Metro is facing a financial crisis, the seeds of which can be traced to its position as the only major transit agency in the country without a significant source of dedicated funding, according to a new study by the Brookings Institution to be made public today.

While transit systems in New York, Boston, Chicago, San Francisco, Philadelphia and elsewhere are guaranteed a portion of a gas tax, sales tax or some other revenue to help pay their costs, Metro has to plead for financial aid each year from the District, Virginia and Maryland, according to Robert Puentes, senior research manager at Brookings and author of the study.

As Metro reaches middle age and must refurbish stations and replace and rehabilitate rail cars, buses and other costly equipment, its financial needs are exceeding the means of the local governments, Puentes said in an interview yesterday.

"It's a looming crisis," said Puentes, who plans to present his study to Metro's directors today. "The sources that Metro is relying on now may not be stable over time, particularly on the state level."

In Virginia, Puentes said, state officials expect money for transportation projects to fall by a total of $100 million during the next five years. In Maryland, the Ehrlich administration shifted $300 million from the transportation trust fund to balance the state budget in the past two years.

Metro does receive a sliver of dedicated money from a 2 percent gas tax levied in Northern Virginia on gasoline wholesalers and retailers, which pays 1.6 percent of the system's costs.

"Compared to other systems, [Metro] relies excessively on general fund revenues from its state and local partners," Puentes wrote. "This is, of course, a difficult problem for any transit agency. But for the fourth-largest agency in the country, such over-reliance is extraordinary."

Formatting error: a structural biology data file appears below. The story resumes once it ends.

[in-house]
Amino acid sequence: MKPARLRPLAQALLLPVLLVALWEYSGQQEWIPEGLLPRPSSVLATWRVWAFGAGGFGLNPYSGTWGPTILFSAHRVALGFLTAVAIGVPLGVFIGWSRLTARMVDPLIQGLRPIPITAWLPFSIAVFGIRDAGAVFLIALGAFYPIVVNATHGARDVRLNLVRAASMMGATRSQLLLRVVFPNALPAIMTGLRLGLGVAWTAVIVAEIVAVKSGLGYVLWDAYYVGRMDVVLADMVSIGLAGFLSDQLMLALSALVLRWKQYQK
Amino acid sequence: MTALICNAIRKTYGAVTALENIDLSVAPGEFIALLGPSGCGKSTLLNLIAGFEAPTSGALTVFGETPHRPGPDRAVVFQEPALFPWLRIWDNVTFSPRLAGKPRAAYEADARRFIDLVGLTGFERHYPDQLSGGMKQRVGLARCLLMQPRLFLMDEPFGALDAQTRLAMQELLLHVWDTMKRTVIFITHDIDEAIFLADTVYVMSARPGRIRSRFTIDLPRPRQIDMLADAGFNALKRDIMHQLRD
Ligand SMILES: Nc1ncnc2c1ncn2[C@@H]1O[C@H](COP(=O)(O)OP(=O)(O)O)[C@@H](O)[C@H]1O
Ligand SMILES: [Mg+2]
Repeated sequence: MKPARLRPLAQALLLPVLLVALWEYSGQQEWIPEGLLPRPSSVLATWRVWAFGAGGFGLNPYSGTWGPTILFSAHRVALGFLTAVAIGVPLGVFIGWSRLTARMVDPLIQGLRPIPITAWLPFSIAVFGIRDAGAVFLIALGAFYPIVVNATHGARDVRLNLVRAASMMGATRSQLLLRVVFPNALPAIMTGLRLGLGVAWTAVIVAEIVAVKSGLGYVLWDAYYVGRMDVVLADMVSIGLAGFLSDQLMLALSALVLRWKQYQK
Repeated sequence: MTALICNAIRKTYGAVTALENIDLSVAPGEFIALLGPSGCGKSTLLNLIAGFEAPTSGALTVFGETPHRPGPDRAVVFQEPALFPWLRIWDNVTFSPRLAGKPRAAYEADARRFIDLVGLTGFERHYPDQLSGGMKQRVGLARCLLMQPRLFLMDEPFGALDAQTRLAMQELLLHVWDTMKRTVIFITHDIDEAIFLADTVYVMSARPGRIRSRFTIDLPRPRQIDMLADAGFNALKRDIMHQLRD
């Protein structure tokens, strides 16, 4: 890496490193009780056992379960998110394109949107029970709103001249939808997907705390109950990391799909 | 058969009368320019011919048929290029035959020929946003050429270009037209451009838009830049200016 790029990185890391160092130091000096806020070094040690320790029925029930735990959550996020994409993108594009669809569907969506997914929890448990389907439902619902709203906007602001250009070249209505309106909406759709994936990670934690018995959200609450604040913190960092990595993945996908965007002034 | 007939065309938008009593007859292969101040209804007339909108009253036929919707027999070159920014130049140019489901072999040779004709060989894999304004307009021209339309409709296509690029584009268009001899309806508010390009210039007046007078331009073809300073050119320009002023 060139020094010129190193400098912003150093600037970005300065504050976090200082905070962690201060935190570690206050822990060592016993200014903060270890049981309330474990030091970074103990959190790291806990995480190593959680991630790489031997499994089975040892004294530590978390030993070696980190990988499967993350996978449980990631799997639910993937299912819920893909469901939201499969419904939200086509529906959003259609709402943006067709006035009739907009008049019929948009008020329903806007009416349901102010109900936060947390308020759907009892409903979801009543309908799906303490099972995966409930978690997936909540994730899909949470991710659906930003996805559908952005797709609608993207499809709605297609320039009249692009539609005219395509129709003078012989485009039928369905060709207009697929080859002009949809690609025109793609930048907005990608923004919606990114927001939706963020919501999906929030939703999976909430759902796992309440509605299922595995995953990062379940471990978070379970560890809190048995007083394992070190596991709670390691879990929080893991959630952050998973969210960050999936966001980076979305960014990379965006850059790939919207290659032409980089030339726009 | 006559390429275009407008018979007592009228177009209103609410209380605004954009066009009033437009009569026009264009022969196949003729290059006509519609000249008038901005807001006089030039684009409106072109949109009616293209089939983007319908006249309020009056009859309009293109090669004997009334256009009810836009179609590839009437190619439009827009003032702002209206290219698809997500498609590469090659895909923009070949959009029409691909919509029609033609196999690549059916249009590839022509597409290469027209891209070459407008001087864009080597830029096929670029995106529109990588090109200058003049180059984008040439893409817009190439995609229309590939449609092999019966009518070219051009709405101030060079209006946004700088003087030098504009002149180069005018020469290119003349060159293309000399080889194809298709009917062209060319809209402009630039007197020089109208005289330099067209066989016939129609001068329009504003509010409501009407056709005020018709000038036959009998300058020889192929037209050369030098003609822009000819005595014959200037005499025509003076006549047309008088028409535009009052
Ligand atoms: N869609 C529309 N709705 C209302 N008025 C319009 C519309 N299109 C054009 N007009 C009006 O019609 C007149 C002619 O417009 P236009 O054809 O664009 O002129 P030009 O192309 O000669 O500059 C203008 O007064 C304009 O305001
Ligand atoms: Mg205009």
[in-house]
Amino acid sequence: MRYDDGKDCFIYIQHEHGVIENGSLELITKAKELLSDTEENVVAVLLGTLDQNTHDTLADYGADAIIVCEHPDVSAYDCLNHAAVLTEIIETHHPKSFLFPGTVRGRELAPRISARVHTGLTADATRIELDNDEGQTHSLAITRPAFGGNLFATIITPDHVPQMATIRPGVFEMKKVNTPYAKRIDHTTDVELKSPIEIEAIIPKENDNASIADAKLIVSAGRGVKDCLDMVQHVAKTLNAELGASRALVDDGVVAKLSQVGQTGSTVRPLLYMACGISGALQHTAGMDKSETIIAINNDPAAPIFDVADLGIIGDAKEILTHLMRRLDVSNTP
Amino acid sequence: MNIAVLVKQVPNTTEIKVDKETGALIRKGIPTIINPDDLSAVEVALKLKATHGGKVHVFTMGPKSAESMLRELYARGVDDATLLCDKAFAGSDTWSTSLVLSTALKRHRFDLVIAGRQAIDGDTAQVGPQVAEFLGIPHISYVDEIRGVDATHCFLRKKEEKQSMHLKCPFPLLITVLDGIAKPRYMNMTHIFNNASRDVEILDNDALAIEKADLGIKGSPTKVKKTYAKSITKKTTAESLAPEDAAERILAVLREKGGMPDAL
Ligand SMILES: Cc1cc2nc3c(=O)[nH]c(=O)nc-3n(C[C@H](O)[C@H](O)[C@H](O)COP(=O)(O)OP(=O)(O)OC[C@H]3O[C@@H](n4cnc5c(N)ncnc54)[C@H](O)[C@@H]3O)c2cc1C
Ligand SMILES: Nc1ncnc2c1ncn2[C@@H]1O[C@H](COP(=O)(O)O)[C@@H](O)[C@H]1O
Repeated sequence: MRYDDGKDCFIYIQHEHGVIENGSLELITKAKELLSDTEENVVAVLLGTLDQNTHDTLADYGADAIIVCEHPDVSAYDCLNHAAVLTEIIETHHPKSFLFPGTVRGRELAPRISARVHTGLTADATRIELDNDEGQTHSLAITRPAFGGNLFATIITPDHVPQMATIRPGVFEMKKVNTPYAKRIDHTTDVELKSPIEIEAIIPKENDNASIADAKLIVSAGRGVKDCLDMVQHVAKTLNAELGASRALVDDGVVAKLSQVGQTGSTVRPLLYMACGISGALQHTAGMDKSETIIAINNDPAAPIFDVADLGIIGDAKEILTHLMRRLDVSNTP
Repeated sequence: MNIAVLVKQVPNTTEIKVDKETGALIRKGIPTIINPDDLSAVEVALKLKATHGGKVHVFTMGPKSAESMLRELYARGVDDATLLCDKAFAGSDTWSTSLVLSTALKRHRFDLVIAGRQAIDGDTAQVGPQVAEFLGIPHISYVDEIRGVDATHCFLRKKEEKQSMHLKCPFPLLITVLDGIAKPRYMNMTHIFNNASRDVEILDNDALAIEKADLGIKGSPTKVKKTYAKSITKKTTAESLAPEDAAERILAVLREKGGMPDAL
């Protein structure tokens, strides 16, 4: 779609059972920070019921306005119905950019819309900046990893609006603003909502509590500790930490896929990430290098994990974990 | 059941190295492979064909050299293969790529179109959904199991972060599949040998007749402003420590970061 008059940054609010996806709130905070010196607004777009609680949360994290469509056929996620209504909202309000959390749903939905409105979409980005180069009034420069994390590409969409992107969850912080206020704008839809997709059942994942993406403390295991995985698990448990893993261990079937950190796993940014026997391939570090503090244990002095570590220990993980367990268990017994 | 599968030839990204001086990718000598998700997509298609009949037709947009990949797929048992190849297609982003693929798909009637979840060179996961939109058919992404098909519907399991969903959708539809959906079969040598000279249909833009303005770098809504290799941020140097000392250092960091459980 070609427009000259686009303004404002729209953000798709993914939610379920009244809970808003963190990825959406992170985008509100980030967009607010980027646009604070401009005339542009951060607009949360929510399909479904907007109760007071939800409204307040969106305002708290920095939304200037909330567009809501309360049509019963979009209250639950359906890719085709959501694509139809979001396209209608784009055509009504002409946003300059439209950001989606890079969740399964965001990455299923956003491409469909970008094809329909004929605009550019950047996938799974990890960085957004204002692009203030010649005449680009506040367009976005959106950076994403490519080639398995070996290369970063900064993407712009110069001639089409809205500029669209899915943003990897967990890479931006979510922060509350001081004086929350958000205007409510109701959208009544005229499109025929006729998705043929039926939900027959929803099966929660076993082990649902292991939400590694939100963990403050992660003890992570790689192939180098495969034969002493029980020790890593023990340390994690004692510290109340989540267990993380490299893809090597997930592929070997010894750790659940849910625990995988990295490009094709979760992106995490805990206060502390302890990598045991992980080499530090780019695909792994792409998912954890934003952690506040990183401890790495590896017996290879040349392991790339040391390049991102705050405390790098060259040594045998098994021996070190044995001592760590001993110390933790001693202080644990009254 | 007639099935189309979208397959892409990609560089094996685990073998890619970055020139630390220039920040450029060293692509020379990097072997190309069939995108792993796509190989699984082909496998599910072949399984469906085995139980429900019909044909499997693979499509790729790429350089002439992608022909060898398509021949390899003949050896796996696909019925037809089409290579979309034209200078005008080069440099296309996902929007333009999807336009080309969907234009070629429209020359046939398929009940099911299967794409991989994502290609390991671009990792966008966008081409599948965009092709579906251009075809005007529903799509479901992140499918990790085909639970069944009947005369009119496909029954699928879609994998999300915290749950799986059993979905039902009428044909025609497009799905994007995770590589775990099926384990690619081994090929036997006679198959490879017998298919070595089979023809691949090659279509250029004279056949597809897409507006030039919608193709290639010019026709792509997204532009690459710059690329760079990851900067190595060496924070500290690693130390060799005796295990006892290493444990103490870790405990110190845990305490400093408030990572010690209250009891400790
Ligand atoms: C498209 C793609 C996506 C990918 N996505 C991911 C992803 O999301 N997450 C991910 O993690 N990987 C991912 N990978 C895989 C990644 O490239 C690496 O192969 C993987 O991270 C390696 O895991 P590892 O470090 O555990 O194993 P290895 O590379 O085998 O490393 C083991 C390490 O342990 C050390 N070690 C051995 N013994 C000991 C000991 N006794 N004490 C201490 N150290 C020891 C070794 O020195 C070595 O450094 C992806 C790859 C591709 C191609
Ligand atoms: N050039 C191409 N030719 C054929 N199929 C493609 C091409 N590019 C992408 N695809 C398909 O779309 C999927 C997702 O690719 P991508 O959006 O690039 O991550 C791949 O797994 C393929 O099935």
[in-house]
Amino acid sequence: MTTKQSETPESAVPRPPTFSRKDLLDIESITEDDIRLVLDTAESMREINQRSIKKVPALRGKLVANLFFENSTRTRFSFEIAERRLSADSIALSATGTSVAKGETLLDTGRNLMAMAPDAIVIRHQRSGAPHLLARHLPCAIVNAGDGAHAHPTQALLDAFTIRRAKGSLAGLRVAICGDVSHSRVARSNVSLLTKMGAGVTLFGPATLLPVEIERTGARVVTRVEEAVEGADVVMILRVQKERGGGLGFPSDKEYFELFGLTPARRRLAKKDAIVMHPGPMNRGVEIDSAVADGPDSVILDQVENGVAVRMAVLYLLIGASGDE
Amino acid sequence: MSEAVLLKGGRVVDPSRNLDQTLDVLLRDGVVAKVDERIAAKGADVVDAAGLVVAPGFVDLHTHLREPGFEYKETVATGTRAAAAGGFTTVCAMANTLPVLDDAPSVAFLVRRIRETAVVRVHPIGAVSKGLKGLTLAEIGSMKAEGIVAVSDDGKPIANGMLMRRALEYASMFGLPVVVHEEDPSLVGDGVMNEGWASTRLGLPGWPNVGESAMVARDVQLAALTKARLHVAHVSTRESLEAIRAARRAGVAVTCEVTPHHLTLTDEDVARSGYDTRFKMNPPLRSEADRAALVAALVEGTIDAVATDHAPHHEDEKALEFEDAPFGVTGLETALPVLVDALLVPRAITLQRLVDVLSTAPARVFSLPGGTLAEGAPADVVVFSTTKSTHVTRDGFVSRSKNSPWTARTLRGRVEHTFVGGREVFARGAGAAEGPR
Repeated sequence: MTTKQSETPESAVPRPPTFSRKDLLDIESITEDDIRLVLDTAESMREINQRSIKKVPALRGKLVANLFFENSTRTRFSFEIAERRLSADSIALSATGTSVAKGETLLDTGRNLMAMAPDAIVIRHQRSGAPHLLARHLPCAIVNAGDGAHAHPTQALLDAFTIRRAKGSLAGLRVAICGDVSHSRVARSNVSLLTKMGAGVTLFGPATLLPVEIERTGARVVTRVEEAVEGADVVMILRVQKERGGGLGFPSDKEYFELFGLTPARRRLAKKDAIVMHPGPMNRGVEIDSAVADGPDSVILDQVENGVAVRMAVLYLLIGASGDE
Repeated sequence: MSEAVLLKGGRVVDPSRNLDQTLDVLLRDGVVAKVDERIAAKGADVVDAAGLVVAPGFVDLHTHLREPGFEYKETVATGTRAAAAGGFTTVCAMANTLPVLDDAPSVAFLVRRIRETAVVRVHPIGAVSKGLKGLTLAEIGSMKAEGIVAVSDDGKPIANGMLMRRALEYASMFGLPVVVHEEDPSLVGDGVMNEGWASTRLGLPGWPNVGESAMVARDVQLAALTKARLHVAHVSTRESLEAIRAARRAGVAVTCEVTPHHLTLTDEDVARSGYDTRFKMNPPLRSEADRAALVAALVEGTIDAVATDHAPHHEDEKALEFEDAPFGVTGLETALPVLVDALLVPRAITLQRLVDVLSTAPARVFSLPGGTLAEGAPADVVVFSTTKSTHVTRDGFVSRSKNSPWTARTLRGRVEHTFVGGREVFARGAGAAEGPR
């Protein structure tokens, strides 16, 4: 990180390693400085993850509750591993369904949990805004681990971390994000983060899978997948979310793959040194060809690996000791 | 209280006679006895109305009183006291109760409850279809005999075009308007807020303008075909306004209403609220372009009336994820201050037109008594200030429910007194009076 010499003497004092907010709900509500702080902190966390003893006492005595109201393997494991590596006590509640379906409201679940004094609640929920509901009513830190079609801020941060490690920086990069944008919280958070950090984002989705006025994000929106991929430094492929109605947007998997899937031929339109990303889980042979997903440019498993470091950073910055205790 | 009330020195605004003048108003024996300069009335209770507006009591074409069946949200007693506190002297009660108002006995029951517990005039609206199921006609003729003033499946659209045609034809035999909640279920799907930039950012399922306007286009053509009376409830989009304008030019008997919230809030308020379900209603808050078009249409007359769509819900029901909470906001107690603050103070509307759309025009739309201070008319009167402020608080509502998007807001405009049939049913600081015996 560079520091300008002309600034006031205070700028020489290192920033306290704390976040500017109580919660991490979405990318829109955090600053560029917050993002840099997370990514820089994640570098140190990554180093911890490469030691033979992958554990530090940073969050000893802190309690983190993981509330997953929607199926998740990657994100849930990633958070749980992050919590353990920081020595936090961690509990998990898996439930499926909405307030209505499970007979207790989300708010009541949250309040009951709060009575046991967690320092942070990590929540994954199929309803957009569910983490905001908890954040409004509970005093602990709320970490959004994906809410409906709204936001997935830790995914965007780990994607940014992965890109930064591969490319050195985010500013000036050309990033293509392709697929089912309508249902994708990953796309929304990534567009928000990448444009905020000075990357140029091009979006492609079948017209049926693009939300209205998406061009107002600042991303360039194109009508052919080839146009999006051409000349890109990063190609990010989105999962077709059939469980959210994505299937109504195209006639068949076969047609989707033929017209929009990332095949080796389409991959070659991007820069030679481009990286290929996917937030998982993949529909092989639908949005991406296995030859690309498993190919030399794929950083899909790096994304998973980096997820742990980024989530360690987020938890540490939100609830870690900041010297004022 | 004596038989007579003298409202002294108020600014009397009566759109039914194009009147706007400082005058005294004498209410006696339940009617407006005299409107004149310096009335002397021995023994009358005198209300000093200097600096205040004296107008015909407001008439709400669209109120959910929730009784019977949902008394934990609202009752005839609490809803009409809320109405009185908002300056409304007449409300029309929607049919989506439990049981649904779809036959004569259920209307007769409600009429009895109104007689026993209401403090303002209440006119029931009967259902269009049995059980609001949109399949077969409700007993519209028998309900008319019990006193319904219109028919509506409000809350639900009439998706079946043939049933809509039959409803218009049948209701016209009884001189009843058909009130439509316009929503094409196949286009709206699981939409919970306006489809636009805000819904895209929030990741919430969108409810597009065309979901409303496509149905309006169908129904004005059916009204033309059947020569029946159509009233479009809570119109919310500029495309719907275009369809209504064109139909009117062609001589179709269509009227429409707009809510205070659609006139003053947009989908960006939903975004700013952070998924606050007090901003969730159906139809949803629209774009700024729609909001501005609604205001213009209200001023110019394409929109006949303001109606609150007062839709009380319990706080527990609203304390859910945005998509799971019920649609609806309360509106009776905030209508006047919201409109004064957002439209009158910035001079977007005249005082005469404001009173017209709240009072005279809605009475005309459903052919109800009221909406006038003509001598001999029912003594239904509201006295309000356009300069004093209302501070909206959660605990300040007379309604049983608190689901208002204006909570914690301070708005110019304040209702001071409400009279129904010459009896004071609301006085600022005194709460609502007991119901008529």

Metro is considered the fourth-largest transit system in the country behind those in New York, Los Angeles and Chicago. When compared with other subway systems, Metrorail is second to New York in passengers carried. Metrorail carries more riders each year than the Philadelphia, San Francisco and Atlanta subways combined.

"We're treating our Metro system as one of the last remaining five-and-dime stores, instead of the Wal-Mart that it's become," said Richard A. White, Metro's chief executive. "We can't keep looking at this as the corner store. It's a behemoth."

It is also an "institutional orphan" for which no governor, mayor or legislature takes responsibility, he said.

Reliance on subsidies from local governments leaves Metro vulnerable to the vagaries of the political and economic climate in each jurisdiction, makes it difficult for transit managers to plan for long-term projects and forces transit to compete for dollars with education, public safety and other municipal needs.

Dedicated funding sources can raise a lot of money. Puentes estimated that a 1-cent regional sales tax in metropolitan Washington could generate $400 million a year -- covering the entire cost of the annual local subsidy.

Almost 20 percent of New York City Transit's budget of $6 billion in 2001 came from dedicated funds. The Massachusetts Bay Transportation Authority in Boston gets 20 percent of the state's sales tax. Nearly one-third of total funding for the nation's largest transit systems came from dedicated sources in 2003, Puentes found.

Metro is poised to raise passenger fares and fees for the second year in a row, and transit officials warn that Metro needs $1.5 billion in capital improvements in the next six years to keep the system functioning.

Puentes described six ways the region could create a dedicated source of money for Metro:

* Gas taxes. Transit advocates consider these a logical way to raise money for transit. But with increased fuel economy of new vehicles, gas taxes across the nation have hit a plateau, Puentes said. And political leaders are loath to raise gas taxes, he noted.

* Sales taxes. These are a common way to raise money for transit, because they are broad-based and a large amount of revenue can be raised with a small increase. But critics oppose them as regressive because they take a greater share of income from poor people than from the affluent.

* Congestion charges. These fees are levied when a motorist drives into a congested region or onto a crowded roadway during rush periods. Officials in Maryland and Virginia are considering the creation of express toll lanes on the Capital Beltway, where motorists would pay a toll to travel in an express lane.

* Parking taxes. This is an idea that has been floated in the region for 40 years but never executed because of political resistance.

* Land-value capture. This would be a special assessment on real estate around Metro stations, land that typically increases in value once a station is built. Los Angeles, Miami and Denver levy such taxes.

* Payroll taxes. These taxes on earnings would be assessed at the place of employment instead of residence. Cincinnati, Louisville and Portland, Ore., use payroll taxes to fund transit. In the Washington region, a 0.5 percent payroll tax would generate enough revenue to cover the $412 million paid in local subsidies to Metro, according to Puentes.